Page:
I’ve worked with a client who wanted a Health & Safety course designed due to a number of serious accidents that have happened over recent years at the Business. The way I decided to approach this (and what sparked my imagination again when I read about The Beginner’s Guide) was by using one of the staff members who suffered an injury to aid with the script writing.
I worked for a long time with the employee to craft out the script, including the key content but playing with the language to create something ‘more.’ I knew narration would be key to this piece of learning and on screen text was limited to key phrases. My aim was to create what people would consider a ‘normal’ H&S course to begin with but as they progressed things started to change, noticeably change. The tone became a lot darker, more real, very real in fact as we began to get into the accident report for the employee. Around ¾ of the way through the course it was made clear to the learner that these were the words of the employee who had suffered the injury, a powerful moment where a natural period of reflection occurs.
What The Beginner’s Guide and the course I’ve described do is make you stop and think. To me there is nothing more powerful that creating something that keeps people thinking about what they have just experienced hours after it’s all finished. As we move forward and think about new projects let’s go back to keeping content at the centre of our design. My current approach and I’m sure the approach of others is taking content, knowing it’s full of overly complicated words, starting a debate with the SME on the reasoning behind the inclusion of paragraph 16 on page 506a of the employee handbook and then sighing heavily when they produce a reason why the learner absolutely, without question needs to know that information.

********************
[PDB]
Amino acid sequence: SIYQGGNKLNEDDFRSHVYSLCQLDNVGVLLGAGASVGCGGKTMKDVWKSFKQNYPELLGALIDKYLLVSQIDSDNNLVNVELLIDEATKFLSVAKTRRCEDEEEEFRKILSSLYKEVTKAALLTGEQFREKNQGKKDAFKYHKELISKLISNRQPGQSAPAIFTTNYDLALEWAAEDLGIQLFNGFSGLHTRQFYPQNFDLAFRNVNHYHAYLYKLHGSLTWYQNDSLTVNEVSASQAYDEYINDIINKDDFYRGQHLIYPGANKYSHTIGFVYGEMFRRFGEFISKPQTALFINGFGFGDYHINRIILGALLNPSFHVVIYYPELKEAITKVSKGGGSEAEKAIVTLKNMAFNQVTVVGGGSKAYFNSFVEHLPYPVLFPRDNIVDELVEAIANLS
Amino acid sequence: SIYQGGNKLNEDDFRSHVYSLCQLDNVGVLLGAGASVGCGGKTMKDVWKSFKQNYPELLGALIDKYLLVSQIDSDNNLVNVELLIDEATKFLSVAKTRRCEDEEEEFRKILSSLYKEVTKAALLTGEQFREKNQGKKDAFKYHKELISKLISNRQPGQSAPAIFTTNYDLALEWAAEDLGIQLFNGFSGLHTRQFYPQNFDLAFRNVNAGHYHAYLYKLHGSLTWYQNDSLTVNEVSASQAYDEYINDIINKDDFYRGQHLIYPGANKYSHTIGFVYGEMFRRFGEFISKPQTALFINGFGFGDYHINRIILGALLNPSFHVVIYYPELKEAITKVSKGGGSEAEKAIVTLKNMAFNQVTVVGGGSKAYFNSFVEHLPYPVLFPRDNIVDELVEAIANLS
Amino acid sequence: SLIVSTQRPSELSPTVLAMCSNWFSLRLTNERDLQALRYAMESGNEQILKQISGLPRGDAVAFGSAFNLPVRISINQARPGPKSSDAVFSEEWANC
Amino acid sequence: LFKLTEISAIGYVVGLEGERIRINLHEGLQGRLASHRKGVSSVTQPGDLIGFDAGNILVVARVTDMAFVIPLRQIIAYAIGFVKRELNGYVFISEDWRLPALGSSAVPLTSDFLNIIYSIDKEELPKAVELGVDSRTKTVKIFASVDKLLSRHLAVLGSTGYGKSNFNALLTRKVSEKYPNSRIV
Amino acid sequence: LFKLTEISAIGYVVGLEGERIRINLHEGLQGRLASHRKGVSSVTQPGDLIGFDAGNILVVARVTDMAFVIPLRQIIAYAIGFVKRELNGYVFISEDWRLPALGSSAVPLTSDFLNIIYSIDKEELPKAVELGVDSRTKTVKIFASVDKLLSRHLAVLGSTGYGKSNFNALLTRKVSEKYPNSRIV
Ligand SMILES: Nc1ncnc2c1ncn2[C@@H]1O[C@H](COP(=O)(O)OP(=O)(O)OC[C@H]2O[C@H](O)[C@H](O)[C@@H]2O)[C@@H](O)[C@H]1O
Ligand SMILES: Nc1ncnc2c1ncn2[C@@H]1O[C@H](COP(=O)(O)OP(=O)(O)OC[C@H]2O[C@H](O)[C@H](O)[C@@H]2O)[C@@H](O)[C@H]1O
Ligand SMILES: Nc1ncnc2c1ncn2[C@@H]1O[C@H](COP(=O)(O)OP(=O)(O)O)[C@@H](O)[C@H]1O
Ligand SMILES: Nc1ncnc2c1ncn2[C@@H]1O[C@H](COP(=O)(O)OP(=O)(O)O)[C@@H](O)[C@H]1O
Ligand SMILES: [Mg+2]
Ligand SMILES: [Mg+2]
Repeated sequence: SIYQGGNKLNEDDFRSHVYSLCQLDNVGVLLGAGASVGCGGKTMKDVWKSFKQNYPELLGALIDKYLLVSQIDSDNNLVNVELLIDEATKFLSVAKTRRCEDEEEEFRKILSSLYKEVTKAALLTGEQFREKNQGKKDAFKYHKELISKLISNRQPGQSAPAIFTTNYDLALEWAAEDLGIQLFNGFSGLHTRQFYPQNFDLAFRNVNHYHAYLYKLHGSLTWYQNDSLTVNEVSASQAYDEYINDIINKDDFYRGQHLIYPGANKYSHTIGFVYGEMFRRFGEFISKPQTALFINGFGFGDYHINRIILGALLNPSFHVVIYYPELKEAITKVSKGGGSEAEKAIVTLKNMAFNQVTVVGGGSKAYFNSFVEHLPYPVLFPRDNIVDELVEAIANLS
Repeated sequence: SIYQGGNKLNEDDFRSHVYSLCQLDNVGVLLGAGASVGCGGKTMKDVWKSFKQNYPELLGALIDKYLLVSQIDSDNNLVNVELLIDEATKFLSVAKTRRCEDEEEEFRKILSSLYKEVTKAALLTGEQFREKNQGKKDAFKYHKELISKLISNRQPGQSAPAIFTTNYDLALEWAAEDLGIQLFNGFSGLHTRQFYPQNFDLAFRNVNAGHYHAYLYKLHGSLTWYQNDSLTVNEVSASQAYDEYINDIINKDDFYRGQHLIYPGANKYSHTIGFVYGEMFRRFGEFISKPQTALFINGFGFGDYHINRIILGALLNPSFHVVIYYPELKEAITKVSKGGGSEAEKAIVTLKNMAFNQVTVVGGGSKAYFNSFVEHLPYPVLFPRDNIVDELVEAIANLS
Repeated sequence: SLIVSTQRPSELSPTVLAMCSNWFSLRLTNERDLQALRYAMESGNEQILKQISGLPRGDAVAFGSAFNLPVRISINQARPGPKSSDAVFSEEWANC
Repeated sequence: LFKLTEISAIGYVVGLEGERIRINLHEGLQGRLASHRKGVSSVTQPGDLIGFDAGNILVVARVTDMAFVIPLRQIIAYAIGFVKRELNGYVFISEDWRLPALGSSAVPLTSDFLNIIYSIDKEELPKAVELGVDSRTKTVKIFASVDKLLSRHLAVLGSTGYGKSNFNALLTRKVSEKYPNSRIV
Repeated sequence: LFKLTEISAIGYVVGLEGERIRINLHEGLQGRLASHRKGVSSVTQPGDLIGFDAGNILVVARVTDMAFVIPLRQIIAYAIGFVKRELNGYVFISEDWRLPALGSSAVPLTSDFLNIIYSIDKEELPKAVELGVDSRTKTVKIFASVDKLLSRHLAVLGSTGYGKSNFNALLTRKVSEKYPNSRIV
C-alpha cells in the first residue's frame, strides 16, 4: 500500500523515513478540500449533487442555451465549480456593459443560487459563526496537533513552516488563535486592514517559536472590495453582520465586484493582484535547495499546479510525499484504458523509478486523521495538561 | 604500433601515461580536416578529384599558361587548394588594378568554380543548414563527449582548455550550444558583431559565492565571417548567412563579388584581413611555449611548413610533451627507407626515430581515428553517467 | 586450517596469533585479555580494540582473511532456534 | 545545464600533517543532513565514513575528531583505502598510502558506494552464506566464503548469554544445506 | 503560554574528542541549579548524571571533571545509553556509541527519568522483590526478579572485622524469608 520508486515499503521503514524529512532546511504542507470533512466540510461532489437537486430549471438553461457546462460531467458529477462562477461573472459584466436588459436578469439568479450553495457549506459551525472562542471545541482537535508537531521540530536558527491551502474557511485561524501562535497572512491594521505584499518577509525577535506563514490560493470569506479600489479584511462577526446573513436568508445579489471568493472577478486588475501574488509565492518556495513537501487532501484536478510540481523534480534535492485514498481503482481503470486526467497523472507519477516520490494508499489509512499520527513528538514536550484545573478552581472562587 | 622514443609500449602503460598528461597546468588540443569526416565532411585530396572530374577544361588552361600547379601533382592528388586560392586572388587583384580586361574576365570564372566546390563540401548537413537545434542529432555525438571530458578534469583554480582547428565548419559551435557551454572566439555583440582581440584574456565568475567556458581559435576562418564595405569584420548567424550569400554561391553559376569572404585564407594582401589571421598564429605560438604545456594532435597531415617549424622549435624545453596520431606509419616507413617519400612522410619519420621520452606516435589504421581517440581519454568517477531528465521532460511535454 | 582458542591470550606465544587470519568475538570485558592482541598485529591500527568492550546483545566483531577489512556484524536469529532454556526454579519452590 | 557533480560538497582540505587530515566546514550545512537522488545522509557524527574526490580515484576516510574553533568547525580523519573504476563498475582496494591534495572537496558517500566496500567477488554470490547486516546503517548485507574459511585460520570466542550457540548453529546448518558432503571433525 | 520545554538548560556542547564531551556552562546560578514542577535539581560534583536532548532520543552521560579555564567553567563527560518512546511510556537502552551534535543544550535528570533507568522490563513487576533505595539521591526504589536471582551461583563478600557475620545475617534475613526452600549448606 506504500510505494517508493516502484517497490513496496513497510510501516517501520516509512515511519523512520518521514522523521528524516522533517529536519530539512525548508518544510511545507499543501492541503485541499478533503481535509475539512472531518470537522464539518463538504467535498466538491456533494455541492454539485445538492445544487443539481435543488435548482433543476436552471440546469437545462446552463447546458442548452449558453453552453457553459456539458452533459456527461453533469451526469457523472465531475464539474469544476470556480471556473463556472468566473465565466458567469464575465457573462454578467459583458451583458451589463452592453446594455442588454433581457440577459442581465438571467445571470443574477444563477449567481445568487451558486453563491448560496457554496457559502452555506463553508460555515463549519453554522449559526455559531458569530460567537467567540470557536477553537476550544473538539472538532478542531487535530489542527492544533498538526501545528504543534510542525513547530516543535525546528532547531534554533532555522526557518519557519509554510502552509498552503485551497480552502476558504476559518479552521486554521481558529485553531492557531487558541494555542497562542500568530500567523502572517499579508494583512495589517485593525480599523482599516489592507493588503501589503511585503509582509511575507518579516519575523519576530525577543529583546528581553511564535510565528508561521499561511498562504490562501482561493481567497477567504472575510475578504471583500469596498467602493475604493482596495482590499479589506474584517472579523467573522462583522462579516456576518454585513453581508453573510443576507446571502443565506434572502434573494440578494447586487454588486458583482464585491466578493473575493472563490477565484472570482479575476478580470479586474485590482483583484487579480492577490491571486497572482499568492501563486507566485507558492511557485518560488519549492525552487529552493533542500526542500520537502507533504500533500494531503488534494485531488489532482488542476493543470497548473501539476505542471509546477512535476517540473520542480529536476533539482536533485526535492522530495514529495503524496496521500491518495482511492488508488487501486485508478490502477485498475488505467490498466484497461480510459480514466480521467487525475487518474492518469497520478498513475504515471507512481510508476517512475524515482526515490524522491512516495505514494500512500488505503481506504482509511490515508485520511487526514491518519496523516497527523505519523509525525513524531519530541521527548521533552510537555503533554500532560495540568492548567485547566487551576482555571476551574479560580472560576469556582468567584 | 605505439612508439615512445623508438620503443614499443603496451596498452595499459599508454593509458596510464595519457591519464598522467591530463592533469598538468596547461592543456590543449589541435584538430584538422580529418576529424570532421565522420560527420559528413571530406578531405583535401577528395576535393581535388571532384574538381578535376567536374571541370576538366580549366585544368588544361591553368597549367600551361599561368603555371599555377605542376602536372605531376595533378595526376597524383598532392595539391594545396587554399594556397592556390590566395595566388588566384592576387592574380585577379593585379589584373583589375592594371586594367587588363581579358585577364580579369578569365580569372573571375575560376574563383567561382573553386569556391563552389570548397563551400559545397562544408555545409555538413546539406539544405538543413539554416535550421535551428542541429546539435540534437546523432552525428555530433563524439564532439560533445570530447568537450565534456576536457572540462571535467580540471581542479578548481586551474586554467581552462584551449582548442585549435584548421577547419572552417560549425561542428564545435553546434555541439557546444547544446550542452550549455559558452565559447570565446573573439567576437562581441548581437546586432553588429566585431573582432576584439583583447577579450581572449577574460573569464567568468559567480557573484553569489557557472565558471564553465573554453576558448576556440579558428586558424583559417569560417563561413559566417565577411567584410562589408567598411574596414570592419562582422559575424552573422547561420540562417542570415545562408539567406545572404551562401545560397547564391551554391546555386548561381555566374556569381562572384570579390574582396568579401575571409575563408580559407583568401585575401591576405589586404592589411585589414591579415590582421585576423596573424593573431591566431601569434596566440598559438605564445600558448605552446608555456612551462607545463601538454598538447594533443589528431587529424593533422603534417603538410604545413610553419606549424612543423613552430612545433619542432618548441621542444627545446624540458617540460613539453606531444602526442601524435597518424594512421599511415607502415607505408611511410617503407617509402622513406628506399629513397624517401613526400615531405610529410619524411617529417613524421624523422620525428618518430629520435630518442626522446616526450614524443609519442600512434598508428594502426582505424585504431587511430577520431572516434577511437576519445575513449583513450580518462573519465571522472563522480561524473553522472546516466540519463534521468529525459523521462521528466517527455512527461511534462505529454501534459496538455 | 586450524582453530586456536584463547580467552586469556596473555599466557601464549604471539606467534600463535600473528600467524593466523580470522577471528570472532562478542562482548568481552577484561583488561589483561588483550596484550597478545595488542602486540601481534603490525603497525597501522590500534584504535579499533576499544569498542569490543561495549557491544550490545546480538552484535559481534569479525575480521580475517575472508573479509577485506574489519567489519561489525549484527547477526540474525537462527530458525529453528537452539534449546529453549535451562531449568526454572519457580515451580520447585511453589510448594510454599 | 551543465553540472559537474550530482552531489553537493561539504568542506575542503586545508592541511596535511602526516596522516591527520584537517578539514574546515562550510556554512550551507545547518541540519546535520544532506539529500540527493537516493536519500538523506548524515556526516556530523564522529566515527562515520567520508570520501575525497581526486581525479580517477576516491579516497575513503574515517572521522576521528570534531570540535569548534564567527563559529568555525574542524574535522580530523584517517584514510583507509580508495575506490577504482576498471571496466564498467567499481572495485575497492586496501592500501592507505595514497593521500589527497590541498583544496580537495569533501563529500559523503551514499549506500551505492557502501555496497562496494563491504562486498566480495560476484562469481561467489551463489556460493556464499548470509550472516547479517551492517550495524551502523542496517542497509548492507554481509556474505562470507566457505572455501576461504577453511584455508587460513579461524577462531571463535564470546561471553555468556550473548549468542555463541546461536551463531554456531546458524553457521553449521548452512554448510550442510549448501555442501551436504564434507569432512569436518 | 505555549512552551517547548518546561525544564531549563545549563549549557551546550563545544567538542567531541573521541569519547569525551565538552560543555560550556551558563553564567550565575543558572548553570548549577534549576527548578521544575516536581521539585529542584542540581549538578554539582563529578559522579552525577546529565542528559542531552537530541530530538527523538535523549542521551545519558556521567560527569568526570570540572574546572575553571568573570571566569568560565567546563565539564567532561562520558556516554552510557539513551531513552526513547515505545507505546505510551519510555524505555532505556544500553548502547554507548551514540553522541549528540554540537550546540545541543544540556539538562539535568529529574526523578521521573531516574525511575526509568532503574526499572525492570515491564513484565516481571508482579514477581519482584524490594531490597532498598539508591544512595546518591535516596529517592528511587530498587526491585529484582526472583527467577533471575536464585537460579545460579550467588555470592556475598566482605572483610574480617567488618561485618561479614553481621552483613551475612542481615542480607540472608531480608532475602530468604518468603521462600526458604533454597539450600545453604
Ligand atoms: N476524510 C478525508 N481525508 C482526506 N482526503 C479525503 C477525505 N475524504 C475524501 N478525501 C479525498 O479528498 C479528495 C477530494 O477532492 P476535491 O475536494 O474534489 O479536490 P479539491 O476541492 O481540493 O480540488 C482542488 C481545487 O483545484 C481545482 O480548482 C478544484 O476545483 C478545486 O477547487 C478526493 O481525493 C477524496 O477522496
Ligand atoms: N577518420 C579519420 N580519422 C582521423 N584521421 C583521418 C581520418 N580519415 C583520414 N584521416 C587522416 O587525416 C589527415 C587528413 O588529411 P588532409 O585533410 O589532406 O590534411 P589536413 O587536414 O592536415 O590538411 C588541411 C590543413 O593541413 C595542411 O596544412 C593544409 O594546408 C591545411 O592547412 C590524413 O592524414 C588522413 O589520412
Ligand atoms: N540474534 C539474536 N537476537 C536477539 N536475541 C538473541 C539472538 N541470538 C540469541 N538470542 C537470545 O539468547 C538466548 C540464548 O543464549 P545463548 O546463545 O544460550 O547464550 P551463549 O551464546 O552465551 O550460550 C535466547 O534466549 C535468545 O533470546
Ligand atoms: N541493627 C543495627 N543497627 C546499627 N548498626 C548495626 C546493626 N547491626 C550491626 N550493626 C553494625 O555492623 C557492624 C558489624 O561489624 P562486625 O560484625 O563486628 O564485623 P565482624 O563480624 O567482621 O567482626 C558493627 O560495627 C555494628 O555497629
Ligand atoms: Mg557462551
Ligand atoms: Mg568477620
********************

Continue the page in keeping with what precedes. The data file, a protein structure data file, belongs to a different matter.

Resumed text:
In most projects I take the content, strip it back as much as I can and look at ways to ‘sexily’ portray it. This option takes us back to basics and designs with clever manipulation of the content along with emphasis on tone, delays and subtle messages. Think about asking your SME what additional information you can get your hands on (shock!) It was also provide you with an opportunity to look at case studies or willing volunteers who can share in depth stories you can weave in.
It takes a lot of time and effort to produce a great course by making content the central feature, but if you manage to pull it off you’ll create a unique experience guaranteed to get people talking (and listening!)